An outstanding article on the wiles of the devil and beating him at his own game.
Fr. Longenecker really gets it right with lessons learned from C.S.Lewis.
Lewis does not apologize for the fact that The Screwtape Letters is an entertaining and amusing read. Indeed in the opening pages he quotes Martin Luther and St. Thomas More on the need to take Lucifer lightly. Luther says, “The best way to drive out the devil, if he will not yield to texts of Scripture, is to jeer and flout him, for he cannot bear scorn.” For his part, St. Thomas More writes, “The devil…that proud spirit…cannot endure to be mocked.”...
What I learned by writing The Gargoyle Code was that Luther and St. Thomas More were right. One of the best ways to battle against the devil is to mock him. What impressed me more is that mockery is the best pitchfork to pitch against him, as opposed to the dreadful seriousness with which I sometimes engaged in arguing with the enemies of the Christian faith.
From time to time on my blog I would allow myself to be involved in debates with atheists, homosexual activists, feminists, or ideologues of some other sort. What I discovered is that they had no sense of humor and no sense of humility. Their mood was one of unremitting, serious self-righteousness. This mood would usually be expressed in a style of assumed kindness, “deep concern,” and a kind of faux wisdom that was at once patronizing and nauseating in its artificial charitableness.
I realized that this was the serpent of Eden speaking today. Satan always speaks with the same calm reasonableness, the sweet seeming sensibleness of utilitarianism combined with compromise for a good cause and yielding for what seems to be a worthy reason. It was impossible to counter the debaters in any way. Make an inescapably rational point, and they changed the subject. Skewer them with an argument, and they squirmed away. Try to catch them with something called evidence, and they slithered away with yet another statement of their point with an incredible obstinacy.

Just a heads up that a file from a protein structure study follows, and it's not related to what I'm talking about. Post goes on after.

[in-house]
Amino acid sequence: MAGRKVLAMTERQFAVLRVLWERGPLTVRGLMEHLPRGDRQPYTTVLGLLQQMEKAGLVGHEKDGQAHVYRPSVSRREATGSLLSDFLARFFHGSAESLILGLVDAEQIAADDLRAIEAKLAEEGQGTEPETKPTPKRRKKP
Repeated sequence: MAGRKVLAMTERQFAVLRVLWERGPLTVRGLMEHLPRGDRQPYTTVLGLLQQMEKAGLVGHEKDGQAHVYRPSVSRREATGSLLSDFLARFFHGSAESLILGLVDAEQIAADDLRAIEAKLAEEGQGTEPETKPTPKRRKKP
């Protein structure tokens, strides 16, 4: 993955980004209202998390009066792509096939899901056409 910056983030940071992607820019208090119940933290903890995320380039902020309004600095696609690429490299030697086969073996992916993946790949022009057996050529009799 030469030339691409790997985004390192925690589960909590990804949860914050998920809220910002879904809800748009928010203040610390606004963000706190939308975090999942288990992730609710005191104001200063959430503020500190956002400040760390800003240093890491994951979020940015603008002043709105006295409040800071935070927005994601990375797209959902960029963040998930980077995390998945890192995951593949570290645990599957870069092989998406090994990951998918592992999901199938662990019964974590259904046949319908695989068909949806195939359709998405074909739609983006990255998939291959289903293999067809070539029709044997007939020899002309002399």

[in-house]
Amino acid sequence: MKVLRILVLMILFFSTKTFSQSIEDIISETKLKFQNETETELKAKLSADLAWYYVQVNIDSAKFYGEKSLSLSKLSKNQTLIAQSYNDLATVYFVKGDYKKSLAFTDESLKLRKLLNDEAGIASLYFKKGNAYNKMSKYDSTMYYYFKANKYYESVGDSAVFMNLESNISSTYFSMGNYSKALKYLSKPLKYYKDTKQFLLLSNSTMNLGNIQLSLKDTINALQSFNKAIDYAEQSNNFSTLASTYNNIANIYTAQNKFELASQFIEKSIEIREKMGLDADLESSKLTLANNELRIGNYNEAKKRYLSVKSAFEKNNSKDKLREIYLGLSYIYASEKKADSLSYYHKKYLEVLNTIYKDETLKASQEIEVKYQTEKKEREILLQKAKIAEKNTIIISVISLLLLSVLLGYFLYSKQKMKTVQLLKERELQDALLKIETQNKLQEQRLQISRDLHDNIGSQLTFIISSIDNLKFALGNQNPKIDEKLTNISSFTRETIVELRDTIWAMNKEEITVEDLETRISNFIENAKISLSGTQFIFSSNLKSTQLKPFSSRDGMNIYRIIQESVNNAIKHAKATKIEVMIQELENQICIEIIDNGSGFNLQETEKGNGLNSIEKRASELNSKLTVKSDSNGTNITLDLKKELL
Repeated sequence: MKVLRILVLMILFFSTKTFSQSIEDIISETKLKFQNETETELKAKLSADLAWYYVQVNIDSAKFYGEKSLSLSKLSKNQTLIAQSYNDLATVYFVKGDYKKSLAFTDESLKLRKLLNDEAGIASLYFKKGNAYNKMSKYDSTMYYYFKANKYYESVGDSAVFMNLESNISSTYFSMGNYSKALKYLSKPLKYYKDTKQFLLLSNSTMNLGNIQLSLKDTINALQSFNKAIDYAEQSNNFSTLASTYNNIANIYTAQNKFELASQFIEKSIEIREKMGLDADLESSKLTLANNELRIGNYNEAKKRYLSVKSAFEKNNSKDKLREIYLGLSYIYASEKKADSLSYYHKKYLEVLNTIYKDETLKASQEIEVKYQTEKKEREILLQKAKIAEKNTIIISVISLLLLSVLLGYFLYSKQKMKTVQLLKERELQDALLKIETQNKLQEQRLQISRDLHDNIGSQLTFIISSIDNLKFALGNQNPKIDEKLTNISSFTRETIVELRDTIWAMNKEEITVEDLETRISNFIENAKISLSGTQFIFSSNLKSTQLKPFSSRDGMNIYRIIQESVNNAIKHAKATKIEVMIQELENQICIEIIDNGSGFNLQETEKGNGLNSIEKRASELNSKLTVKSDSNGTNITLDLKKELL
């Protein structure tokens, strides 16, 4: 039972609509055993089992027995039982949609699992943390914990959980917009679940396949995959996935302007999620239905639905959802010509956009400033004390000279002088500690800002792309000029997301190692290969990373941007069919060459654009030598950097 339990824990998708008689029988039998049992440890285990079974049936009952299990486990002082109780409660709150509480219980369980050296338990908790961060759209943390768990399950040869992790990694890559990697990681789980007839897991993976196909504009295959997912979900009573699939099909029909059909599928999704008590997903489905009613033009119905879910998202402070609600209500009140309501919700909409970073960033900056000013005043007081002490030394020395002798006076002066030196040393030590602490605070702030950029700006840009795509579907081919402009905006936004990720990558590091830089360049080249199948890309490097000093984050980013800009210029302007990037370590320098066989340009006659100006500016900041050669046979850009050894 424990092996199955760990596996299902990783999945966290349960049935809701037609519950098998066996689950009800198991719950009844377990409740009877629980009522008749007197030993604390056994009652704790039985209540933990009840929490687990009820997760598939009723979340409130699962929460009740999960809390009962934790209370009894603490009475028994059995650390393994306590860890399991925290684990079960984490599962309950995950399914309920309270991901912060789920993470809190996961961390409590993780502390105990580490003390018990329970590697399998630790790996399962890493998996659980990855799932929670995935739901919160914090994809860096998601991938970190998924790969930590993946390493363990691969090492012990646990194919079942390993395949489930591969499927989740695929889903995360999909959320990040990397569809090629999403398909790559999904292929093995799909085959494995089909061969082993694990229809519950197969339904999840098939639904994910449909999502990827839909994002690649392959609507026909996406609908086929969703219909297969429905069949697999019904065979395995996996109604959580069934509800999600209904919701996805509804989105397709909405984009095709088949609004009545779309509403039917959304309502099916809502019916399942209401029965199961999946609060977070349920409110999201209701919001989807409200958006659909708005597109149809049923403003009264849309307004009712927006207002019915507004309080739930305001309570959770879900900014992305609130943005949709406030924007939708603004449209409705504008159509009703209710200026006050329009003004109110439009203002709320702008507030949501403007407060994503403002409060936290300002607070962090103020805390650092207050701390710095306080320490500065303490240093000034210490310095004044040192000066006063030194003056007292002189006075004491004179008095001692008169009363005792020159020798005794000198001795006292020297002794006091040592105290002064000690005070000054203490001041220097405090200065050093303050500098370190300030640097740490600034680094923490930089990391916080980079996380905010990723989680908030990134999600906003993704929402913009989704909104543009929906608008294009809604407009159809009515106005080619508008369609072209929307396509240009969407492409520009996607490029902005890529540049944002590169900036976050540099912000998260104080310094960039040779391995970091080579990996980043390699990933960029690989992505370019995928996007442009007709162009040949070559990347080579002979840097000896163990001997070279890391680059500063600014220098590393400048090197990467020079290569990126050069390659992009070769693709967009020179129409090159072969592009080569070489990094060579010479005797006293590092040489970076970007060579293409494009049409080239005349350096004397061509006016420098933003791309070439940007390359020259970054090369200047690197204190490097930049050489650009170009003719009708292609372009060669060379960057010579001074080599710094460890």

In the end the only weapon was a joke. If you poked fun at them, their smooth facade crumbled. If you made light of their solemnity and self-righteousness, they began to steam. If you jousted with a jest, they finally showed the rage that had been lurking underneath the whole time. Mirth did not bring them down to earth. Their gravity would not endure an ounce of levity.
C.S. Lewis knew the devil well. I always meant to find more biographical info on Lewis but never seem to have the time. That guy had some serious insight to spiritual warfare in the mystical world. You knew he had more than a few trips.
When you put yourself into the public square, teaching role, a vocation or avocation involving the salvation of souls, you get than your fair share.
I had a row with one a few weeks back in my comments section. Charitable at first, the individual turned out to have the pins for Cardinal Burke. I sucker punched her a few times and out came a ravenous wolf. When I refused to publish her defense, she sent comments for days indicating she was wrapped around her own wheels of rage going 80 miles an hour. Very entertaining.
A real amateur. They can usually get a few more steps ahead of me before I listen to my gut.
Lent is not only the season to do good works, but it is also a holy season to engage in battle with the forces of darkness. Laughing at Lucifer in Lent is one of the ways to do so. Jeering and flouting him means that we are happy warriors. We are launching out on the spiritual battle with a spring in our step and a smile on our face.
A great idea. Maybe we should have a refresher course during Lent on our invisible friends and enemies here at TTC during Lent.
It's always good to keep in mind the devil's playground is thoughts and emotions. If your thoughts are spinning like a top on something, he's gotcha.
We should therefore ride into battle with the spirit of Cyrano de Bergerac—sword in hand, a joke at the ready and a plume in our hat.